An article in The New York Times about “design perfectionists at home,” unsurprisingly includes MoMA PS1 director Klaus Biesenbach. You might remember Mr. Biesenbach from such editorial house tours as W magazine’s “Klaus Haus,” an article that revealed the museum honcho’s apartment was virtually empty, save a mattress and a toilet. (The article even inspired a short play that was, tragically, never produced.) “I hate design,” he told The Times in the more recent piece.
Well, as it turns out Mr. Biesenbach’s apartment got a bit of a makeover recently. According to The Times:
“[L]ast summer, Mr. Biesenbach, who was traveling a lot for work, lent his apartment to an artist friend whose studio roof had collapsed during July’s heavy rains. When Mr. Biesenbach returned, his home had been altered. The artist had brought in his own sofa, dining table and chairs, and painted the entire apartment — the walls, that sofa, even the DVD player and the cable box — in white house paint.”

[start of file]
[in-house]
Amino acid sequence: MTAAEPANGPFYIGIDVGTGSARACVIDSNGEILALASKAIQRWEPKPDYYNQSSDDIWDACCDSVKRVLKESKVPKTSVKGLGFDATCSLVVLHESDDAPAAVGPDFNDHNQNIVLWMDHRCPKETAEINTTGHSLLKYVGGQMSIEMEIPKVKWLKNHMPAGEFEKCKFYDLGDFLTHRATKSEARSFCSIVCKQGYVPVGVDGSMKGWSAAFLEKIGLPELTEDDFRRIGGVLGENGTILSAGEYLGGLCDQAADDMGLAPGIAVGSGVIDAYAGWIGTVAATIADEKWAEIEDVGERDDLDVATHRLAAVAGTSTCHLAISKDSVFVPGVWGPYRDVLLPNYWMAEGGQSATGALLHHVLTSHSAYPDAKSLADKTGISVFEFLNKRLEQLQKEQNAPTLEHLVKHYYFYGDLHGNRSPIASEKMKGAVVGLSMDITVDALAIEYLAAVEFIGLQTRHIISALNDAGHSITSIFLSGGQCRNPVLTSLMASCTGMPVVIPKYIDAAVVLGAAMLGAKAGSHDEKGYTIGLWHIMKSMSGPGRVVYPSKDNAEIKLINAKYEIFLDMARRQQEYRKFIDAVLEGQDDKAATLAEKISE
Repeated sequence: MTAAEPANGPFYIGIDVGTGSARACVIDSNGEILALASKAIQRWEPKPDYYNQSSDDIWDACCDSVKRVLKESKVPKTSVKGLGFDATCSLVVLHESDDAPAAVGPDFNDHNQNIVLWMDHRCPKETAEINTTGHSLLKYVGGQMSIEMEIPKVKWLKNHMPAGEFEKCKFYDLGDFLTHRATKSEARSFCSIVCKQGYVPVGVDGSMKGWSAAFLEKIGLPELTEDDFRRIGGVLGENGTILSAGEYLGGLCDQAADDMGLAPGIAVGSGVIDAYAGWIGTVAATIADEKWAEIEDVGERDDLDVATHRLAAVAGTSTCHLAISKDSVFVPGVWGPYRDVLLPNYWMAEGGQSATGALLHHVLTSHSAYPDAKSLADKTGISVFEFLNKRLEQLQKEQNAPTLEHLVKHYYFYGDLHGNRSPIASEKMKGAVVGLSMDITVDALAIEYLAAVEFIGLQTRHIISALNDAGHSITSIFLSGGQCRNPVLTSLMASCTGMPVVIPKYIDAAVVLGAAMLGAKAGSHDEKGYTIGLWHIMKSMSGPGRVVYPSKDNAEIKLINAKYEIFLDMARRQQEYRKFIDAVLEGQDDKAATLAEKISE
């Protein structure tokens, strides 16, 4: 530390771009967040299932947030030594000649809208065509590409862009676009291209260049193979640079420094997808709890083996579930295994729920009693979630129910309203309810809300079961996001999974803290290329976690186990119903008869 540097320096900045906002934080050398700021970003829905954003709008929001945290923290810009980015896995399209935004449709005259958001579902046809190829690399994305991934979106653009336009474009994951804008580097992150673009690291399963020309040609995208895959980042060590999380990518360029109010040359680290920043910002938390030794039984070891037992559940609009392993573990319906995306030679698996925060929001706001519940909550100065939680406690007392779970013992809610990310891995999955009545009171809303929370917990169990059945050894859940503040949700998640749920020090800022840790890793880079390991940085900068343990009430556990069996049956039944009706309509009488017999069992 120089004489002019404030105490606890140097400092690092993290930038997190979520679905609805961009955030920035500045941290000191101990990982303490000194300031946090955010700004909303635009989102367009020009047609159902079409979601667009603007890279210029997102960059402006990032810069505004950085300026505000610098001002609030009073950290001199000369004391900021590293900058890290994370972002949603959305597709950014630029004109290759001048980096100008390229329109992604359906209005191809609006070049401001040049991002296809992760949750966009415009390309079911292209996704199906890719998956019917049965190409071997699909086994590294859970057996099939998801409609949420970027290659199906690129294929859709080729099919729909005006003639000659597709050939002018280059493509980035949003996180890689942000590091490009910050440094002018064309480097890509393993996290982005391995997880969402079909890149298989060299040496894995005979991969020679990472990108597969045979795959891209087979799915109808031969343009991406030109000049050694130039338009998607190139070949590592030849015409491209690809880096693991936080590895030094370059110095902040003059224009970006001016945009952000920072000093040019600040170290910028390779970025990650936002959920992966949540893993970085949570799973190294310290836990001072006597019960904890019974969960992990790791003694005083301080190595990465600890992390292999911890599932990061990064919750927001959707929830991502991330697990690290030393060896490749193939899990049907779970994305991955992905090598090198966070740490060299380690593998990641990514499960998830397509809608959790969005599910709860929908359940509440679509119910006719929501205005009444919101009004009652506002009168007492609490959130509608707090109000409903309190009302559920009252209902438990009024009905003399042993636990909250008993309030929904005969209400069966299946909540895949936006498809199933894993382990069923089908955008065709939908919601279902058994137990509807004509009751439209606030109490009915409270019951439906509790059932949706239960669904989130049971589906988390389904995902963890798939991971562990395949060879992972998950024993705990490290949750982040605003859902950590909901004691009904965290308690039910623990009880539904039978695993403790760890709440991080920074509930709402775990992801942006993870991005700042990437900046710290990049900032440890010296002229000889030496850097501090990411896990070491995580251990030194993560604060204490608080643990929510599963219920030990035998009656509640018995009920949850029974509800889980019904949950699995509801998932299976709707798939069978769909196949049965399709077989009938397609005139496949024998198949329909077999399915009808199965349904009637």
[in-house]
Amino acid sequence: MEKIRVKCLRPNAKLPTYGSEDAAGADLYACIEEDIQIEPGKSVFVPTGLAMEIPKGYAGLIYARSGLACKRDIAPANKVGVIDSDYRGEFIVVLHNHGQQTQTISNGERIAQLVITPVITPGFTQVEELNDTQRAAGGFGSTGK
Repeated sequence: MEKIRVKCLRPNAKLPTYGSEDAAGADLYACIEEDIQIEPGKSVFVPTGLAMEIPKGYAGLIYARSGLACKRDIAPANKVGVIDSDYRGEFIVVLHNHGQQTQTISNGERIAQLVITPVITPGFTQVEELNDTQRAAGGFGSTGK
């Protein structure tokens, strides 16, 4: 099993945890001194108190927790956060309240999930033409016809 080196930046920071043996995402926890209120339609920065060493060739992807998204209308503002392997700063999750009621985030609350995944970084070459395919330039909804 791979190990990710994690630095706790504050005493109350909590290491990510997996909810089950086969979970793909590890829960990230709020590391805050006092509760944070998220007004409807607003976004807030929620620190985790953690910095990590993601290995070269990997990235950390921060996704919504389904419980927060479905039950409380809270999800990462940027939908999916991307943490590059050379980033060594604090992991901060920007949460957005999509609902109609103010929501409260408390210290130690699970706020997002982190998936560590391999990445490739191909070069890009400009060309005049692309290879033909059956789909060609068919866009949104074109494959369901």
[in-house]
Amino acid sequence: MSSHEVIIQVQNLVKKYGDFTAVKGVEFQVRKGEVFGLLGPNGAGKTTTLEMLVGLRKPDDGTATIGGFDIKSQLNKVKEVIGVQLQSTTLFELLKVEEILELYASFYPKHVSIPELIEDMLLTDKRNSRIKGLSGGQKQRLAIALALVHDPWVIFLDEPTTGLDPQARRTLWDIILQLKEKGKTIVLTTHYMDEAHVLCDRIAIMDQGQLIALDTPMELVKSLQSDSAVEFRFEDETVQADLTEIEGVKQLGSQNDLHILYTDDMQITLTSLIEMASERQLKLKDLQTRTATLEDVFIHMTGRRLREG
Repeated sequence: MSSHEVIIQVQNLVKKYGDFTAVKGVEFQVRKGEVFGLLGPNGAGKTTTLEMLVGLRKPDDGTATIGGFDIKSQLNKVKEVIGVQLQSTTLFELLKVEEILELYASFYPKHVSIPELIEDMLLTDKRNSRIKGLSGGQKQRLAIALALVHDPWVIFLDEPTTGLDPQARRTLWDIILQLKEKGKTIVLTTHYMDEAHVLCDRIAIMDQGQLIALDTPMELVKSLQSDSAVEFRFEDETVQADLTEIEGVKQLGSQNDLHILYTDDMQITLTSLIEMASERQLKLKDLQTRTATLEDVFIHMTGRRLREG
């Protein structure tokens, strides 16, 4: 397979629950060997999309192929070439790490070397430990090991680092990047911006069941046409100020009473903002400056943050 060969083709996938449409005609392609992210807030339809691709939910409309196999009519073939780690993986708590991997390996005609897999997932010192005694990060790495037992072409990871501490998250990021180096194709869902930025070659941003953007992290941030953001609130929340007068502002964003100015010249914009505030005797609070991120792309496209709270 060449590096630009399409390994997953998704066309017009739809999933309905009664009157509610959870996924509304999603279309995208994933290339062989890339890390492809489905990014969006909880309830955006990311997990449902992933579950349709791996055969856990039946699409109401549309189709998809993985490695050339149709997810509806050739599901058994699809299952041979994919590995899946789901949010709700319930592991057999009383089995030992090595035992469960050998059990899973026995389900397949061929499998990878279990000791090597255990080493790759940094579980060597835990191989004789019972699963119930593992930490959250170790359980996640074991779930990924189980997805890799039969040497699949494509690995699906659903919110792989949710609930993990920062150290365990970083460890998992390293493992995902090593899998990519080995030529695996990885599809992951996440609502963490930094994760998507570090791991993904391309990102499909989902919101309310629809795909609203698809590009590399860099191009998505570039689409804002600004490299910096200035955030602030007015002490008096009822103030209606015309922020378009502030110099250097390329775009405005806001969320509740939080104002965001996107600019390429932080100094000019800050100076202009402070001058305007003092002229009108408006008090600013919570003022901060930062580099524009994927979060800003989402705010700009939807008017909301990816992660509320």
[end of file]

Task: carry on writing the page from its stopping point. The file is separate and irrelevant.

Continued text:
Allow us to state the obvious here and say that “an artist friend whose studio roof had collapsed during July’s heavy rains” basically hast to be Terence Koh, the ultimate champion of the white hue, whose Asia Song Society gallery closed last summer after severe structural damage.
Naturally, Mr. Biesenbach, formerly the chief curator of media and performance art at MoMA, said his new sofa was “more performance than object.” Kind of makes us feel better about spending all those lazy afternoons lying on the couch.